I. What every physician needs to know.

Reactive arthritis is a spondyloarthritis that develops after an infection elsewhere in the body. Symptoms of arthritis generally develop between 1 week and 1 month after the incident infection. By definition, the arthritis is aseptic (i.e. the pathogen cannot be recovered from synovial specimens).

Patients with reactive arthritis experience a mono- or oligoarticular arthritis that may be accompanied by enthesitis (inflammation at the site where tendons or ligaments insert into bone), such as Achilles tendonitis or plantar fasciitis. “Sausage digits” may also occur. Extraarticular manifestations may include conjunctivitis, uveitis, balanitis or a papular rash on the soles and palms called keratoderma blenorrhagicum. The triad of oligoarticular arthritis, urethritis and conjunctivitis, formerly known as “Reiter’s syndrome”, constitutes the narrowest definition of (what is now known as) reactive arthritis.

Reactive arthritis is an uncommon, typically self-limited, disease affecting younger patients of both genders. Approximately 30-80% of patients with reactive arthritis are HLA-B27 positive and these patients may be more likely to develop chronic arthritis. It is unclear why HLA-B27 predisposes to reactive arthritis.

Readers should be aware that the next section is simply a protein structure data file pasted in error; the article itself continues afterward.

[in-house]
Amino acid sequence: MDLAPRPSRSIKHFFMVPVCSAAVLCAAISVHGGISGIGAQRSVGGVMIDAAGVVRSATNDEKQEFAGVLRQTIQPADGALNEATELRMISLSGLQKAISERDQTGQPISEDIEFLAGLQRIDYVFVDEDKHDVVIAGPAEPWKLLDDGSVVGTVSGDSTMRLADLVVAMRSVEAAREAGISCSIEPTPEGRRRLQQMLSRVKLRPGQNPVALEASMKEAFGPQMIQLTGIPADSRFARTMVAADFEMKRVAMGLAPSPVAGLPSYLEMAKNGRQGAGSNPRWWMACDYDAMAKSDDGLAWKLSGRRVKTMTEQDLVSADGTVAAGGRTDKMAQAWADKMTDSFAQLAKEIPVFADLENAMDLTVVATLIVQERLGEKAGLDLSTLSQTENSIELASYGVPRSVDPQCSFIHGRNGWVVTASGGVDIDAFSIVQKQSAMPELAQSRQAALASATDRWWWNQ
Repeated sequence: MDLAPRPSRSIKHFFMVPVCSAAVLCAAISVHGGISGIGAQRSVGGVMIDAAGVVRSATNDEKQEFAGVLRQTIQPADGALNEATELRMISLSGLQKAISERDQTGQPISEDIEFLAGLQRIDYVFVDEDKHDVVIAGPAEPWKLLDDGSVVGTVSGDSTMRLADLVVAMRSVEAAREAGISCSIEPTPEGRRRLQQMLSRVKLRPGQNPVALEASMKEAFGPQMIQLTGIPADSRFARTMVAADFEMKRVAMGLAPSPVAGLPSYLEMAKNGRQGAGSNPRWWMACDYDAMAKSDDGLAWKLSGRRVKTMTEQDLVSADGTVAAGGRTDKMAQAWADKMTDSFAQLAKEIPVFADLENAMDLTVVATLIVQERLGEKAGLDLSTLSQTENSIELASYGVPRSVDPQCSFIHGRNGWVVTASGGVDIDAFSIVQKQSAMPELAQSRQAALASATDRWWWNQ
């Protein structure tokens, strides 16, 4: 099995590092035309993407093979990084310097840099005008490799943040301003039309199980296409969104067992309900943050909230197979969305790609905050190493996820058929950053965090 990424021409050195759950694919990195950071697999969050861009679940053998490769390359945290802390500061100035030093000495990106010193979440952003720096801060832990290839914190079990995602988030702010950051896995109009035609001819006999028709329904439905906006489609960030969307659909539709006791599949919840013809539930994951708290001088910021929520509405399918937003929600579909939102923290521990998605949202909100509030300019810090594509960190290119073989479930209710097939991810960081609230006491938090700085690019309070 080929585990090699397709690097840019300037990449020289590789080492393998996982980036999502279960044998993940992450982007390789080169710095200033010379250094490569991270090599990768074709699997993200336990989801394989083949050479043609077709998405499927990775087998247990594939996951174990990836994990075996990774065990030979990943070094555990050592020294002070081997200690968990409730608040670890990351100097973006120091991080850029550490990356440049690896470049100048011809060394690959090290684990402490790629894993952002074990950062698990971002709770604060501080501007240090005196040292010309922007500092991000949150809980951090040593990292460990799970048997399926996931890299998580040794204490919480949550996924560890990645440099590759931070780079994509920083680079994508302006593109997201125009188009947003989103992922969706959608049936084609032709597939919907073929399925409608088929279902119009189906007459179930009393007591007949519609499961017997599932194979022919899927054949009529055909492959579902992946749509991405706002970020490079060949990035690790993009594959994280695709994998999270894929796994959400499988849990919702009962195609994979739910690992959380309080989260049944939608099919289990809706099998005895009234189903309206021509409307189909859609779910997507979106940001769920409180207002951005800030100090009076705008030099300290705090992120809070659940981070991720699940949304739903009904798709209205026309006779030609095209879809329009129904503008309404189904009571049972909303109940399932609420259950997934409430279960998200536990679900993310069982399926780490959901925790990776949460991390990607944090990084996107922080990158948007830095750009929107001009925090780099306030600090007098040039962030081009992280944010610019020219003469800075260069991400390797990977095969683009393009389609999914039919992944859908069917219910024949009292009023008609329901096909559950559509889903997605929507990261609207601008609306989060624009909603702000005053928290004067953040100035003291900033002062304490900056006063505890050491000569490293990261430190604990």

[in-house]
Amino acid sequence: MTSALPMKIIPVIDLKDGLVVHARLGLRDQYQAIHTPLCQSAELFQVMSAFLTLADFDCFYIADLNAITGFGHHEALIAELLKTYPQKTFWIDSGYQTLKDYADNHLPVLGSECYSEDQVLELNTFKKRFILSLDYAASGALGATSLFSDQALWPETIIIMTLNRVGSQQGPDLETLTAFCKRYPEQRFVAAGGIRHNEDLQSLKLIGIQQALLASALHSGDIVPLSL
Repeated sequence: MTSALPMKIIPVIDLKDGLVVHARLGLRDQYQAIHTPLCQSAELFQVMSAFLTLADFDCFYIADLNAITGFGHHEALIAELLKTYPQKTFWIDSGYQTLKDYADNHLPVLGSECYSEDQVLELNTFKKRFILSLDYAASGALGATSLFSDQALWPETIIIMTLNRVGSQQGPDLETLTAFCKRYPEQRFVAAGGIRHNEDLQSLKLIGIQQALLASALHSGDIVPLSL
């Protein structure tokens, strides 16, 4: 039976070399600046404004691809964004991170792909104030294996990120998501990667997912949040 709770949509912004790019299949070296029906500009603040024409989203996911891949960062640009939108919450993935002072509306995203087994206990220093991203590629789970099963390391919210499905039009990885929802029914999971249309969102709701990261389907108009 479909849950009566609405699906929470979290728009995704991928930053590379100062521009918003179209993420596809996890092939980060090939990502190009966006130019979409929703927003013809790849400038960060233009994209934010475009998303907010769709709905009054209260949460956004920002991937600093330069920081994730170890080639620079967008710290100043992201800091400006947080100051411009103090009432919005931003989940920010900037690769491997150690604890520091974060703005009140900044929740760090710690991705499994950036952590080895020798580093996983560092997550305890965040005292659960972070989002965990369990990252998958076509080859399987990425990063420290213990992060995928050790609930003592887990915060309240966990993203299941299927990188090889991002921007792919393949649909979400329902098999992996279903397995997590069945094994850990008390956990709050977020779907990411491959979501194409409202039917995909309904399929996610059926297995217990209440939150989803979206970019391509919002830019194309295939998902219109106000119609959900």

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Relatively few organisms are known to cause reactive arthritis:

  • Urogenital infections -Chlamydia trachomatis
  • Enteric infections -Campylobacter,Yersinia,SalmonellaandShigella, as well asClostridium difficile

These infections result in a well-defined form of “classical” reactive arthritis. Additionally, arthritis may follow other extra-articular infections (e.g. streptococcal, Lyme, etc.) however, these do not carry the HLA-B27 association and many authors distinguish these as “post infectious” arthritis.

The diagnosis of reactive arthritis is difficult as, by definition, the incident infection has often resolved prior to the onset of the arthritis. The goal of lab testing is to identify infection (current or recent) with a known causative organism and to exclude alternate diagnoses. For similar reasons, treatment is aimed at symptom relief rather than treatment of the underlying infection.

For most patients, symptoms resolve within 6 months though a small percentage will go on to develop chronic arthritis.

II. Diagnostic Confirmation: Are you sure your patient has reactive arthritis?